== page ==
Sharon Behn
December 19, 2014 9:34 PM
For decades, older, more conservative Cubans have been gathering at Café Versailles on the corner of Calle Ocho to eat Cuban food and talk politics. After hearing of President Barack Obama’s decision, a number of them gathered in front of the café with posters to protest. VOA's Sharon Behn reports on the situation.
Video

Video US Decision on Cuba Underscores Divisions Among Miami Cubans

For decades, older, more conservative Cubans have been gathering at Café Versailles on the corner of Calle Ocho to eat Cuban food and talk politics. After hearing of President Barack Obama’s decision, a number of them gathered in front of the café with posters to protest. VOA's Sharon Behn reports on the situation.
Video

Video Three Cities Bid for Future Obama Presidential Library

President Barack Obama still has two years left in his term in office, but the effort to establish his post-presidential library is already underway. The bid for the Obama Presidential Library is down to four locations in three states -- New York, Hawaii, and Illinois. As VOA’s Kane Farabaugh reports, each of them played an important part in the president’s life before he reached the White House.
Video

Video Cuba Deal is Major Victory for Pope’s Diplomatic Initiatives

Pope Francis played a key role in brokering the US-Cuba deal that was made public earlier this week. It is the most stunning success so far in a series of peacemaking efforts by the pontiff. VOA religion reporter Jerome Socolovsky has more.
Video

Video Fears of More Political Gridlock in 2015

2014 proved to be a difficult year politically for President Barack Obama and a very good year for the U.S. Republican Party. Republican gains in the November midterm elections gave them control of the Senate and House of Representatives for the next two years -- setting the stage for more confrontation and gridlock in the final two years of the Obama presidency. VOA National Correspondent Jim Malone has a preview from Washington.
Video

Video Sudan School Becomes Target of Aerial Attacks

The school dropout rate is at an all-time high in Sudan's South Kordofan state because many schools have been destroyed during the three-year civil war between the government and SPLA-N rebel forces. Adam Bailes visited Sudan's Nuba Mountains' region and reports many children are simply too scared to go to school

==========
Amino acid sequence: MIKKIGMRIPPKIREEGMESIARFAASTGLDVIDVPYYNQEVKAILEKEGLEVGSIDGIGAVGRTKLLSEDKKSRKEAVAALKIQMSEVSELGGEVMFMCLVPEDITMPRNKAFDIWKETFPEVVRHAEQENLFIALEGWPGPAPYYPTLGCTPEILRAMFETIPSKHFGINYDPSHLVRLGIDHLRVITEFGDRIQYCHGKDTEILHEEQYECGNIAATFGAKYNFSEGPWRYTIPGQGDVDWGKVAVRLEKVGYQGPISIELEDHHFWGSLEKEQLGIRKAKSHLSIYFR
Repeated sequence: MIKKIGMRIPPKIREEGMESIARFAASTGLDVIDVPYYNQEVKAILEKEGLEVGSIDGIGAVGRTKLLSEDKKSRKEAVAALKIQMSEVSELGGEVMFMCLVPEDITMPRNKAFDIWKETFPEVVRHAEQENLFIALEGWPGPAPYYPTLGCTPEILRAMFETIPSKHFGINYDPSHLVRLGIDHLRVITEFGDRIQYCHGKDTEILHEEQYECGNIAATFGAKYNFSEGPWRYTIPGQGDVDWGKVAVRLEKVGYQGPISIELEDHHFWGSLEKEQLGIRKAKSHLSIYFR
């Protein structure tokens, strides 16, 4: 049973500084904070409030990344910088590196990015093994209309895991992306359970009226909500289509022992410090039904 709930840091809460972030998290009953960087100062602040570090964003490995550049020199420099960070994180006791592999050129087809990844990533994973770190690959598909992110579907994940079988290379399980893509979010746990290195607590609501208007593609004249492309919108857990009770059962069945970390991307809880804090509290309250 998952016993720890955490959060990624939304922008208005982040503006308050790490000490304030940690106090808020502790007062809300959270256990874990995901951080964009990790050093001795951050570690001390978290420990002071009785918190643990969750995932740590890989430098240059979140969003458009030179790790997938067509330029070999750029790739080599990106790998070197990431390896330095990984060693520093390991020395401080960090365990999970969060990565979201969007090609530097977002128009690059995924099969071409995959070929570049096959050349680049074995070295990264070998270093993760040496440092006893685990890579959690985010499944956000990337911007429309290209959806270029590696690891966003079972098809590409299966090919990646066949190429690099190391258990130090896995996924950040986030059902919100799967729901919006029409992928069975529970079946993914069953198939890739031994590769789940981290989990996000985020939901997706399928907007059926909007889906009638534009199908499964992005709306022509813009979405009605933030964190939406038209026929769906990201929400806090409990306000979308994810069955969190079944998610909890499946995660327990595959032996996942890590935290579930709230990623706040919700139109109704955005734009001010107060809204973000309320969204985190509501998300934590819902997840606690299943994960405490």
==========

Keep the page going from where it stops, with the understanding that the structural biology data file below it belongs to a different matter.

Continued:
Video

Video VOA Reporter Tours Devastated Peshawar School

Islamist militants wearing military uniforms and strapped with explosives attacked a military run school Tuesday in the northwestern Pakistani city of Peshawar. At least 141 people were killed in the horrific attack, most of them young students. VOA reporter Ayaz Gul visited the devastated school and attended the funeral of the principal who courageously tried to save her students from the deadly attack.
Video

Video Nigerians Fleeing Boko Haram Languish in Camp Near Capital

In its five-year effort to impose Islamic law in northeastern Nigeria, the Boko Haram extremist group has killed thousands of people and forced hundreds of thousands to flee. Some of those who ran for their lives now live in squalor on the edges of the capital, Abuja. Chris Stein reports for VOA.
Video

Video Aceh Rebuilt Decade After Tsunami, But Scars Remain

On December 26, 2004 there was an earthquake in the Indian Ocean so powerful it caused the Earth’s axis to wobble a few centimeters. Onshore on the island of Sumatra, the resulting tsunami was devastating. A decade later, VOA Correspondent Steve Herman reports from Banda Aceh, Indonesia, where although there is little remaining evidence of the physical devastation, the psychological scars among survivors remain.

All About America

AppleAndroid